Everything must go online

A lot has been said and written about the Internet of Everything (IoE), but it took Cisco's adoption of the term late last year to push it into mainstream consciousness. The term has been around some seven years - in his personal blog in 2006, Lightning Laboratories founder Gene Becker was probably the first to point out its inevitability and Qualcomm has been pushing it hard since April 2009. Although a fairly unscientific measure, some Google searches give a view of the term's association with major industry players, with IBM, Ericsson, Cisco, General Electric, Amazon and Qualcomm coming high up in the search results.

It was Cisco that grabbed the headlines by putting a 'value at stak' on the IoE of $14.4 trillion over the next 10 years for global private-sector businesses. Value at stake means the new value created plus value that migrates from companies that lag to those that take advantage of innovations, less the cost of implementation. It doesn't take into account the losses of the laggards, nor does it include consumer or public sector gains. It reckons that global corporate profitability could be boosted by 21 percent in aggregate during this period, which is one heck of a sprat to catch the business mackerel. The question is, is this just hype to refresh the Cisco brand, or could there be something in it?

We already have plenty of internets and intranets based on the Internet of Things and its subset, machine-to-machine (M2M). The IoE blends these with the most visible internet of all - the internet of people, their devices and their clouds of personal data. Many of the new services and opportunities will be those that directly touch people's lives. It is about getting many of the elements of the entire internet to combine in innovative ways to deliver new value. That value includes societal and consumer benefits, which will complement Cisco’s cold commercial calculations.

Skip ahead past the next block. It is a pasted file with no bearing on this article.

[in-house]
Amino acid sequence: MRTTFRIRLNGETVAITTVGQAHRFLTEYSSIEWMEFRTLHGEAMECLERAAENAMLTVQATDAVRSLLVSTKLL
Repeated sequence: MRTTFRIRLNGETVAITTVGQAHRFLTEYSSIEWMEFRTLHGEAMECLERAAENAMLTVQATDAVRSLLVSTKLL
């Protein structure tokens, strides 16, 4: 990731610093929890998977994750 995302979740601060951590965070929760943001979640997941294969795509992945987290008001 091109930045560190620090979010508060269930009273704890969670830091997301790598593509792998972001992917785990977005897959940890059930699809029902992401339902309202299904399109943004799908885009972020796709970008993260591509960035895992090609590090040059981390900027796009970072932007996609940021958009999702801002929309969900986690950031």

The oft-quoted example of deals popping up on your smartphone as you walk through a shopping mall suggest what can be done already but with the IoE these offers could be absolutely specific and tailored to your interests. How? By picking up details about you from your phone or your credit cards, figuring out your interests - perhaps by studying your spending patterns or looking at your profiles on social networking sites - and quickly grabbing your attention with a perfectly tailored offer. Just imagine the privacy, security and interoperability issues involved in that little scenario...

IoE explained

In simple terms, the IoE is the blending of information about people, places and things to deliver new value to individuals, communities or organisations. Internet-linked sensors send information about themselves or their environment to apps and databases for analysis. This could trigger requests for further information from other apps. Finally, commands are fired, either automatically or by humans, at an actuating device. This could be a valve, a screen, an automated phone call or anything else that can be activated with a digital signal. Many presently mute 'things' will gain a voice - domestic white goods, pallets, buses, clothing, pharmaceuticals and drains, for example- and some of them will be able to listen and act as well.

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